Key issues for US-Saudi talks

Updated 20 March 2018

Key issues for US-Saudi talks

• A hawkish White House and the Saudi administration are likely to see eye-to-eye on bringing more pressure to bear on Tehran. The 2015 Iran nuclear deal needs to be signed off by Donald Trump in mid-April if it is to remain active. In January, the last time a US renewal was due, Trump kept the deal alive. The recent dismissal of Rex Tillerson from his position as Secretary of State means he may be closer to terminating it.

Qatar boycott
• Washington, which has a major military base in Qatar, wants to see the feud brought to a resolution. The US wants to see a united GCC front against Iran and, while critical of many Qatari actions, does not agree with the Saudi and Emirati view that Doha is taking an intolerably belligerent stance in the region.

Israel-Palestinian peace
• President Trump has called it “the ultimate deal” and would like to claim a big foreign policy success. He may feel compelled to make an announcement, but Saudi Arabia will certainly advise him against doing so. Riyadh has stressed there can be no deal without Palestinian approval, and Trump has been assiduously ignoring the Palestinians, and refusing to put pressure on the Israelis. The US decision to shift its embassy from Tel Aviv to Jerusalem angered Arab countries and Saudi Arabia may look for assurances that the next move will be more subtle.
Saudi nuclear ambitions
• The US wants Saudi Arabia to buy American technology for its proposed nuclear energy program, but also wants Saudi to hit stringent guidelines designed to prevent nuclear weapons development, including prohibitions on uranium mining enrichment. Saudi Arabia, with potentially lucrative uranium deposits, wants to keep its options open and may look to other nuclear nations, including Russia for reactor purchases. Riyadh has also said it will develop nuclear weapons if Iran does.

• The US wants an initial public offering of Saudi Aramco to happen on the New York Stock Exchange, and is always keen to sell weapons to Riyadh. Saudi Arabia is keen to assure would-be foreign investors that property rights have not been undermined by the anti-corruption drive. Riyadh also is also looking for ways to encourage economic entrepreneurship at home, for investment opportunities in the high-tech sector.

Relationship building
• The US and Saudi Arabia have long been close allies, with close institutional ties in areas such as defense and intelligence-sharing. But a relatively new US administration and a new Saudi administration need to sound each other out in terms of the satellite personnel around the two leaders, who will be critical players in implementing policies.

Arab and Muslim nations, organizations commend Saudi Arabia’s decrees on Khashoggi case

Updated 34 min 30 sec ago

Arab and Muslim nations, organizations commend Saudi Arabia’s decrees on Khashoggi case

  • UAE, Egypt and Bahrain issued statements commending Saudi Arabia's royal decrees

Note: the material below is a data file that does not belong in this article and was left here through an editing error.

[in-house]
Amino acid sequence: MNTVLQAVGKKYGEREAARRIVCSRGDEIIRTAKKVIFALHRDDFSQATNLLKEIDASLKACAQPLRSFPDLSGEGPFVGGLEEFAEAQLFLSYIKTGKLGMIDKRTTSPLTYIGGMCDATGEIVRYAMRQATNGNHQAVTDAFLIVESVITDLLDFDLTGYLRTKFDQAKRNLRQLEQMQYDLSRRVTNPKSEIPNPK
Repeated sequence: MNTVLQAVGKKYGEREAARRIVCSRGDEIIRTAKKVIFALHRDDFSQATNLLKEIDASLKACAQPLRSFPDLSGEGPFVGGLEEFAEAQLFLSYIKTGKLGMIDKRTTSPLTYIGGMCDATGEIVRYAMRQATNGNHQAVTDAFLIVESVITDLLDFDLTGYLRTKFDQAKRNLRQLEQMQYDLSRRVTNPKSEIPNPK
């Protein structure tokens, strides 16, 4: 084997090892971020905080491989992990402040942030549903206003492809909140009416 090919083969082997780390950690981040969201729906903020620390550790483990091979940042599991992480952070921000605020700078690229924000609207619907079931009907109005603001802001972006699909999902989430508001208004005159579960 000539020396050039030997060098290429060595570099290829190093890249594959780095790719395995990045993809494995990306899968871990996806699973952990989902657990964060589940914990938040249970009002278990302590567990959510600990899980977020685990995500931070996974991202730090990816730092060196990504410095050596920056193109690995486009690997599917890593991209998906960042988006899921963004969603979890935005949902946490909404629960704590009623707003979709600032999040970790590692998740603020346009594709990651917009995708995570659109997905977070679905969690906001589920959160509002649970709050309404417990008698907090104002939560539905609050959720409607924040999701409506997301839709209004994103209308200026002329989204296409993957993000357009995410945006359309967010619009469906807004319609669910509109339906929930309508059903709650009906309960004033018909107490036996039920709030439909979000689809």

• Saudi Arabia’s highest religious body, the Council of Senior Scholars, said the king’s decisions “achieve justice and equality”

JEDDAH: Gulf Arab allies have backed the royal decrees issued Saudi Arabia's King Salman on Saturday involving the death of Saudi journalist Jamal Khashoggi.


The UAE on Saturday backed Saudi Arabia’s statements, the official news agency WAM said.

The Gulf Arab state “commends directives and decisions of Saudi King Salman on the issue of Kashoggi,” WAM said on Twitter.

The announcement also said that Saudi Arabia and its leadership is a state of institutions based on justice and equity.


Egypt praised what it called the "decisive" and "brave" actions taken by the king.
"Egypt sees that the brave and decisive decisions and actions taken by the Saudi King over this matter align with his majesty's approach that respects the principles of law and applications of effective justice," the Foreign Ministry said in a statement.
It also offered its condolences to Khashoggi's family and said it was confident the investigation would reveal the truth. 


Bahrain praised decisions made by the Saudi king to establish justice, Saudi-owned Al Arabiya TV reported.

“Saudi Arabia will remain a state of justice, values and principles,” an official statement quote by the channel said.


Palestine commended King Salman's decisions to affirm justice and fairness.


Yemen on Saturday praised decisions made by King Salman in relation to Khashoggi's death , according to the legitimate government’s state news agency.


Djibouti praised King Salman's decisions and said they are proof that Saudi Arabia is a nation of values, principles, and justice.

Arab and Muslim Organizations

The Organization of Islamic Cooperation (OIC) on Saturday praised the Kingdom's transparency and its emphasis on the implementation of justice.

Saudi Arabia’s highest religious body, the Council of Senior Scholars, on Saturday said the king’s decisions on the death of Khashoggi “achieve justice and equality in accordance with Islamic law”, according to a statement on state news agency SPA.